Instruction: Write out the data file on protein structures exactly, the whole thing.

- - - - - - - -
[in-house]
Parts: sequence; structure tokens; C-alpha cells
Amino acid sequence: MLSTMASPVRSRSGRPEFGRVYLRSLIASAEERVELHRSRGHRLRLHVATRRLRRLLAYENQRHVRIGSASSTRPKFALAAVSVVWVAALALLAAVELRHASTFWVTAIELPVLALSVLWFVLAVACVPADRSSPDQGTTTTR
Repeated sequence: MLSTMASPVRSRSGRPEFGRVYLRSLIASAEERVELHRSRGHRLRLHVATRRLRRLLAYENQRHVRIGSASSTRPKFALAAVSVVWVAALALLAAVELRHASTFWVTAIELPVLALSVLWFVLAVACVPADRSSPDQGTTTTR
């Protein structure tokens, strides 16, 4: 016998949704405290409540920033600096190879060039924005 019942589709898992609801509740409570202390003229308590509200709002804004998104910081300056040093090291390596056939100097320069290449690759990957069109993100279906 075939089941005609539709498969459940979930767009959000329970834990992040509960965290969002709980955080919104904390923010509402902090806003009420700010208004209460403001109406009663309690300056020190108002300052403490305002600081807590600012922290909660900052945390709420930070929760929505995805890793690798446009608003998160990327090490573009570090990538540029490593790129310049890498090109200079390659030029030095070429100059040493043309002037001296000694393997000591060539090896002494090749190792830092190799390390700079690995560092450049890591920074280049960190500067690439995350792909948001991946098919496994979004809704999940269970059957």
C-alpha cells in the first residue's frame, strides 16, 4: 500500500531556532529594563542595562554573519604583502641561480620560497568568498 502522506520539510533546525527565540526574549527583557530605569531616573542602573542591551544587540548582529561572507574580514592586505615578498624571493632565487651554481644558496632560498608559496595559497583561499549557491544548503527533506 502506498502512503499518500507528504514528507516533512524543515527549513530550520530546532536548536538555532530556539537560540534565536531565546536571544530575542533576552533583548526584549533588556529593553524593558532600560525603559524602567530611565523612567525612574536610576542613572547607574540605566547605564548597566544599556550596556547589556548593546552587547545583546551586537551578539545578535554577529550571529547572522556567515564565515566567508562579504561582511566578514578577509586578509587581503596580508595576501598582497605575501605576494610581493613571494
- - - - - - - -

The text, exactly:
[in-house]
Parts: sequence; structure tokens; C-alpha cells
Amino acid sequence: MLSTMASPVRSRSGRPEFGRVYLRSLIASAEERVELHRSRGHRLRLHVATRRLRRLLAYENQRHVRIGSASSTRPKFALAAVSVVWVAALALLAAVELRHASTFWVTAIELPVLALSVLWFVLAVACVPADRSSPDQGTTTTR
Repeated sequence: MLSTMASPVRSRSGRPEFGRVYLRSLIASAEERVELHRSRGHRLRLHVATRRLRRLLAYENQRHVRIGSASSTRPKFALAAVSVVWVAALALLAAVELRHASTFWVTAIELPVLALSVLWFVLAVACVPADRSSPDQGTTTTR
């Protein structure tokens, strides 16, 4: 016998949704405290409540920033600096190879060039924005 019942589709898992609801509740409570202390003229308590509200709002804004998104910081300056040093090291390596056939100097320069290449690759990957069109993100279906 075939089941005609539709498969459940979930767009959000329970834990992040509960965290969002709980955080919104904390923010509402902090806003009420700010208004209460403001109406009663309690300056020190108002300052403490305002600081807590600012922290909660900052945390709420930070929760929505995805890793690798446009608003998160990327090490573009570090990538540029490593790129310049890498090109200079390659030029030095070429100059040493043309002037001296000694393997000591060539090896002494090749190792830092190799390390700079690995560092450049890591920074280049960190500067690439995350792909948001991946098919496994979004809704999940269970059957």
C-alpha cells in the first residue's frame, strides 16, 4: 500500500531556532529594563542595562554573519604583502641561480620560497568568498 502522506520539510533546525527565540526574549527583557530605569531616573542602573542591551544587540548582529561572507574580514592586505615578498624571493632565487651554481644558496632560498608559496595559497583561499549557491544548503527533506 502506498502512503499518500507528504514528507516533512524543515527549513530550520530546532536548536538555532530556539537560540534565536531565546536571544530575542533576552533583548526584549533588556529593553524593558532600560525603559524602567530611565523612567525612574536610576542613572547607574540605566547605564548597566544599556550596556547589556548593546552587547545583546551586537551578539545578535554577529550571529547572522556567515564565515566567508562579504561582511566578514578577509586578509587581503596580508595576501598582497605575501605576494610581493613571494